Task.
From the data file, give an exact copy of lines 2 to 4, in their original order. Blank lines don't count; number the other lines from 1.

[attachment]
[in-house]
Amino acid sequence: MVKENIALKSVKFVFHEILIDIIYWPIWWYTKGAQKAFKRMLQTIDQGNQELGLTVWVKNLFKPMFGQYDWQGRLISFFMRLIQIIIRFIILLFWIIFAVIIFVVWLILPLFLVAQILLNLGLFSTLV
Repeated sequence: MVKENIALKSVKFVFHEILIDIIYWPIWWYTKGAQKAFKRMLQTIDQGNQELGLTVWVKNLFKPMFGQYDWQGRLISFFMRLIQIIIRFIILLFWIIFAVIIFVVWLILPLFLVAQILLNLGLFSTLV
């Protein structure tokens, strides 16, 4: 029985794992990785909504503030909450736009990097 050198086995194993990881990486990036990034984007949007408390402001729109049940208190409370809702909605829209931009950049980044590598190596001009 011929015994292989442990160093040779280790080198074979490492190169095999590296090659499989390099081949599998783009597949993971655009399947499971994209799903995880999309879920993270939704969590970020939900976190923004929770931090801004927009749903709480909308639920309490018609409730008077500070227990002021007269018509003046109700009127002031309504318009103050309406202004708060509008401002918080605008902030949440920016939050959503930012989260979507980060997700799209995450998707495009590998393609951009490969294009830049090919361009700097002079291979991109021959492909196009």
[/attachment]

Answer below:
Amino acid sequence: MVKENIALKSVKFVFHEILIDIIYWPIWWYTKGAQKAFKRMLQTIDQGNQELGLTVWVKNLFKPMFGQYDWQGRLISFFMRLIQIIIRFIILLFWIIFAVIIFVVWLILPLFLVAQILLNLGLFSTLV
Repeated sequence: MVKENIALKSVKFVFHEILIDIIYWPIWWYTKGAQKAFKRMLQTIDQGNQELGLTVWVKNLFKPMFGQYDWQGRLISFFMRLIQIIIRFIILLFWIIFAVIIFVVWLILPLFLVAQILLNLGLFSTLV
């Protein structure tokens, strides 16, 4: 029985794992990785909504503030909450736009990097 050198086995194993990881990486990036990034984007949007408390402001729109049940208190409370809702909605829209931009950049980044590598190596001009 011929015994292989442990160093040779280790080198074979490492190169095999590296090659499989390099081949599998783009597949993971655009399947499971994209799903995880999309879920993270939704969590970020939900976190923004929770931090801004927009749903709480909308639920309490018609409730008077500070227990002021007269018509003046109700009127002031309504318009103050309406202004708060509008401002918080605008902030949440920016939050959503930012989260979507980060997700799209995450998707495009590998393609951009490969294009830049090919361009700097002079291979991109021959492909196009």